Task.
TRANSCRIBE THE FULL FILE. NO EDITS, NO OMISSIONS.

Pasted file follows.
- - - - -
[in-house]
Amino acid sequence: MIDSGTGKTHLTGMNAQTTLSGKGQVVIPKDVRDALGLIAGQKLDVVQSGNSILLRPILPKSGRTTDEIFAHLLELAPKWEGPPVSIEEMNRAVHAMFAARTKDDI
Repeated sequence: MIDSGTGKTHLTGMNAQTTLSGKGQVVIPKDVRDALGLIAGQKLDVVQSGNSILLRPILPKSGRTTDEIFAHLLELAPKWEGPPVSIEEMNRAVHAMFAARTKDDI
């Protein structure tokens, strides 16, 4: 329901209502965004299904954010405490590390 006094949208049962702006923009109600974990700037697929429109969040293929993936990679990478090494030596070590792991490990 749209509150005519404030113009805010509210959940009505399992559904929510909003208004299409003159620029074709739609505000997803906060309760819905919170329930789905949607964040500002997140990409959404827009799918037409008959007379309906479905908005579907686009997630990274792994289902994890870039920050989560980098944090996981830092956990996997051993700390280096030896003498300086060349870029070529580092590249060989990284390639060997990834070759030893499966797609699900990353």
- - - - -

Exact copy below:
[in-house]
Amino acid sequence: MIDSGTGKTHLTGMNAQTTLSGKGQVVIPKDVRDALGLIAGQKLDVVQSGNSILLRPILPKSGRTTDEIFAHLLELAPKWEGPPVSIEEMNRAVHAMFAARTKDDI
Repeated sequence: MIDSGTGKTHLTGMNAQTTLSGKGQVVIPKDVRDALGLIAGQKLDVVQSGNSILLRPILPKSGRTTDEIFAHLLELAPKWEGPPVSIEEMNRAVHAMFAARTKDDI
């Protein structure tokens, strides 16, 4: 329901209502965004299904954010405490590390 006094949208049962702006923009109600974990700037697929429109969040293929993936990679990478090494030596070590792991490990 749209509150005519404030113009805010509210959940009505399992559904929510909003208004299409003159620029074709739609505000997803906060309760819905919170329930789905949607964040500002997140990409959404827009799918037409008959007379309906479905908005579907686009997630990274792994289902994890870039920050989560980098944090996981830092956990996997051993700390280096030896003498300086060349870029070529580092590249060989990284390639060997990834070759030893499966797609699900990353």